Thanks to advances like CRISPR gene editing, artificial intelligence, and genetic sequencing, microbes have turned into teeny-tiny superheroes with the power to address the world's most pressing challenges: producing sustainable energy, ending hunger, minimizing waste, and mitigating climate change.
This feature article on the growing bioeconomy, which anchors a special issue of UC Berkeley's Breakthroughs magazine, spotlights Rausser College faculty and alumni in the center of the action. While they are focused on the sector's enormous potential, they caution that just because we can, doesn't mean we should.
What’s key, Coates says, is creating circular, sustainable systems that take carbon out of the atmosphere, then put it back into products and services, all without the planet-harming impacts of fossil fuels. “We can still have a bioeconomy that’s not sustainable,” he cautions. For example, he says, ethanol-dedicated cornfields require carbon-intensive farming inputs—tilling, fertilizing, irrigating—and use land and resources that could be used for food crops. Many analyses find this practice cancels out ethanol’s carbon benefits and creates waste-disposal issues and food versus fuel land-use concerns.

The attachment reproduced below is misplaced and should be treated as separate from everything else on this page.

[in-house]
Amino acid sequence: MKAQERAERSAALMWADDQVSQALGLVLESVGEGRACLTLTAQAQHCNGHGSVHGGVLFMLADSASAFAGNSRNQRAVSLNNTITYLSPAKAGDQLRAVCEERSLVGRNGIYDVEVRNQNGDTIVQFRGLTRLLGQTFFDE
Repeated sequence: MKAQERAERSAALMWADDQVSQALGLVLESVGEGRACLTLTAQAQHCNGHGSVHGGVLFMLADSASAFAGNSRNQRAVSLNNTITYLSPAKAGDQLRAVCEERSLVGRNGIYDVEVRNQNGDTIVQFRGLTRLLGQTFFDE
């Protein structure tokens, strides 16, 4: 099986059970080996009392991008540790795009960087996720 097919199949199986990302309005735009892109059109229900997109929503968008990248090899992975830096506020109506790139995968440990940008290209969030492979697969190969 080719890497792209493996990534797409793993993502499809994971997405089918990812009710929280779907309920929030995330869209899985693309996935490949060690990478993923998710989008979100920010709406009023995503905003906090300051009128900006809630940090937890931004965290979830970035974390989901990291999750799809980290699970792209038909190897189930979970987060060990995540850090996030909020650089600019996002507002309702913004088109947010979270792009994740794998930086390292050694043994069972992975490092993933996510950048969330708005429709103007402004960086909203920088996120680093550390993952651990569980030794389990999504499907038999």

“Sometimes the technology is not the important thing,” Coates says. “It’s the entire lifecycle.” Read more.